7 Elements to a Well-Optimized Paid Search Marketing Account

Posted by Bill Colbert on Apr 22, 2019 8:22:09 PM

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It seems simple but there are a lot of little nuances to a well-optimized Adwords account that's going to deliver roi for your business. I'll take you through them now.


1. Breaking Out Keywords into Ad Groups

For any one product or brand, there may be dozens if not hundreds of keywords you would want to use to attract traffic. To ensure you're getting the best results from your Adwords campaigns, stick to bucketing your terms into no more than 8 terms per ad set. This wouldn't include terms with multiple match types. For example, "marketing agency chicago" and [marketing agency chicago] would count as one term. If you're unsure default to using fewer terms. If you're just getting started, you should default to simplicity so you can learn while spending less money, not more.

2. Set up Conversions on your Website

In previous years, running ads without conversion tracking was not a best practice, but possible. It's now essential that you have conversion tracking operating properly to ensure you're getting the best results from your paid search marketing. Setting this up is best done using Google Tag Manager. Using Google Tag Manager, you will be given the option to add a snippet of code to the backend of your website, which will then live within a container within Google Tag Manager.

3. Use a landing page optimized for capturing leads

You may have developed a pillar page to rank for a term that's important to your business, which is a great best practice for improving your organic traffic and demonstrating your expertise on a topic. But a long-form page with a form at the very bottom may not be optimal for the ROI of your paid search marketing.

A landing page optimized for leads should include a form, generally on the right hand side of a page, very close to the top of the page. Since paid search brings traffic with higher intent than most marketing channels, you shouldn't be shy about prompting the conversion in the above-the-fold section of your landing page. The form on the right hand side of the page should be paired with brief benefit points on the left hand side.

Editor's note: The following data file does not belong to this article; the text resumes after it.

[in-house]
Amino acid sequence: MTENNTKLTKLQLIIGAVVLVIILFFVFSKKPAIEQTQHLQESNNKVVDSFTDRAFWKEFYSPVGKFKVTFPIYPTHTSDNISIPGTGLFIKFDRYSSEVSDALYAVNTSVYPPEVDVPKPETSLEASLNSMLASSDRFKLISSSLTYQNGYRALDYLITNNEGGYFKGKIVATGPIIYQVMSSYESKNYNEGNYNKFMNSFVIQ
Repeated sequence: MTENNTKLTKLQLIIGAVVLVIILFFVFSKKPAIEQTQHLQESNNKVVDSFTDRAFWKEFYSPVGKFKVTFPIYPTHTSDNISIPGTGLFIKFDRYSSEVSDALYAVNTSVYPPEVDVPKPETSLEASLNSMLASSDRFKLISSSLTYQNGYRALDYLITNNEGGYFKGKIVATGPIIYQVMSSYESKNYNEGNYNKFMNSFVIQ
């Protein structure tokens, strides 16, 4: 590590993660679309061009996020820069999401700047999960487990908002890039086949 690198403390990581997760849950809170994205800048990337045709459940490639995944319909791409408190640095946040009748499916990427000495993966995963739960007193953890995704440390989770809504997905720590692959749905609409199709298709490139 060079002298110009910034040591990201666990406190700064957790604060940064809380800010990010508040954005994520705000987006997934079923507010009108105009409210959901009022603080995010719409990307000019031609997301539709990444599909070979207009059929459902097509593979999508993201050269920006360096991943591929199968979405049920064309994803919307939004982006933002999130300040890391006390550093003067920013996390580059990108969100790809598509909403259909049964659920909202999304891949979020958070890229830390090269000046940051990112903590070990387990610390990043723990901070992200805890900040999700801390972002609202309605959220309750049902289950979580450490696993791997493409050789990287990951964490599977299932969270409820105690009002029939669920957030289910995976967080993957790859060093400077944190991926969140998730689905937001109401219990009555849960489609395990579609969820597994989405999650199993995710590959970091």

When viewed on a mobile device, the copy on the left hand side with rearrange to be immediately above the form. So, when a visitor scrolls past the first mobile screen, they'll receive their prompt to convert immediately after being able to evaluate if your offer matches their needs.

How should your landing page be formatted for conversions?

Consider breaking your landing pages out in the following format:

  1. Above the Fold Header
  2. Elevator Pitch / Form
  3. Reason to Believe 1
  4. Reason to Believe 2
  5. Testimonials or Client Logos
  6. Problem Areas You Can Address:
  7. More Testimonials
  8. What Makes Us Different / Team Headshots and Job Titles
  9. Testimonial
  10. Closing CTA | Form


Interested in what a wireframe of this type of page might look like? Contact us to learn more.


4. Use ad / site extensions with your ads

Your ad will have a headline, a link to your website and some supporting subtext. But you also need to add sitelinks to your ads. Sitelinks serve to turn give a searcher some context into what pages exist on your website. They operate almost like a thumbnail of an image.


5. Use At least 3 ads in a single ad set

Multiple ads are essential, because Adwords will want to collect data on which ad is most effective. Having multiple ads in one ad set gives Adwords multiple variables to test out, to your benefit. One way to vary your ads is to test different styles of copy. For example, you may want to test listing key features in one, while you list benefit points in the other.

6. Managing the locations of where your ads are served

You may have gone into Adwords thinking about being in the top 3 positions when you conduct a standard Google search. But pay attention to the networks your ads are being served on. The point of using paid search is to capture traffic from explicit intent of typing keywords into a search engine. Google will make additional inventory available to you via their display network. This inventory will be a listing of websites that should be tangentially related to your brand, but the traffic will be far less valuable. Why? Intent, or lack there of. Passive traffic from websites only related to your subject matter don't come with the all-important element of intent that comes from an active Google search.

7. Select countries that are likely to contain potential customers

It's a big world out there, which, if you don't select proper targeting in your campaigns, will be apparent sooner than later. Be realistic about where your clients or customers will be coming from. If you're not going to be selling in India, it's best to exclude India from your ads. Traffic to your website is not all equal. There are plenty of means within Adwords to get the highest quality traffic available. But not all Adwords traffic was created equal.


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